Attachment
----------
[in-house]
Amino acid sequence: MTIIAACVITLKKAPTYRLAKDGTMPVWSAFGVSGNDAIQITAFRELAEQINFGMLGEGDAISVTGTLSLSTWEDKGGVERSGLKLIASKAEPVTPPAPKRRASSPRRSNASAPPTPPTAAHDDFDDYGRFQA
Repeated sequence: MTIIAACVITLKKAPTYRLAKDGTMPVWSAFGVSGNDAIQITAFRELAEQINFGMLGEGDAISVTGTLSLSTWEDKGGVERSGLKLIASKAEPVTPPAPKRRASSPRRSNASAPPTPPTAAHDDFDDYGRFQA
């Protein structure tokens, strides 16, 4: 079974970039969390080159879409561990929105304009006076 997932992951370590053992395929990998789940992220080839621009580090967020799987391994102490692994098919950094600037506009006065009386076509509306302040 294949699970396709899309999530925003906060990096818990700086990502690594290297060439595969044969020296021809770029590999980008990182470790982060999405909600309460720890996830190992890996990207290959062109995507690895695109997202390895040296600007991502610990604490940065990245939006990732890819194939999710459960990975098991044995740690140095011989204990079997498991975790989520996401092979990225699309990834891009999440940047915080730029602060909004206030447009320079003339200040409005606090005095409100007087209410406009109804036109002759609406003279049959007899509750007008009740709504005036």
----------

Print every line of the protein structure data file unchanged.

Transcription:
[in-house]
Amino acid sequence: MTIIAACVITLKKAPTYRLAKDGTMPVWSAFGVSGNDAIQITAFRELAEQINFGMLGEGDAISVTGTLSLSTWEDKGGVERSGLKLIASKAEPVTPPAPKRRASSPRRSNASAPPTPPTAAHDDFDDYGRFQA
Repeated sequence: MTIIAACVITLKKAPTYRLAKDGTMPVWSAFGVSGNDAIQITAFRELAEQINFGMLGEGDAISVTGTLSLSTWEDKGGVERSGLKLIASKAEPVTPPAPKRRASSPRRSNASAPPTPPTAAHDDFDDYGRFQA
């Protein structure tokens, strides 16, 4: 079974970039969390080159879409561990929105304009006076 997932992951370590053992395929990998789940992220080839621009580090967020799987391994102490692994098919950094600037506009006065009386076509509306302040 294949699970396709899309999530925003906060990096818990700086990502690594290297060439595969044969020296021809770029590999980008990182470790982060999405909600309460720890996830190992890996990207290959062109995507690895695109997202390895040296600007991502610990604490940065990245939006990732890819194939999710459960990975098991044995740690140095011989204990079997498991975790989520996401092979990225699309990834891009999440940047915080730029602060909004206030447009320079003339200040409005606090005095409100007087209410406009109804036109002759609406003279049959007899509750007008009740709504005036």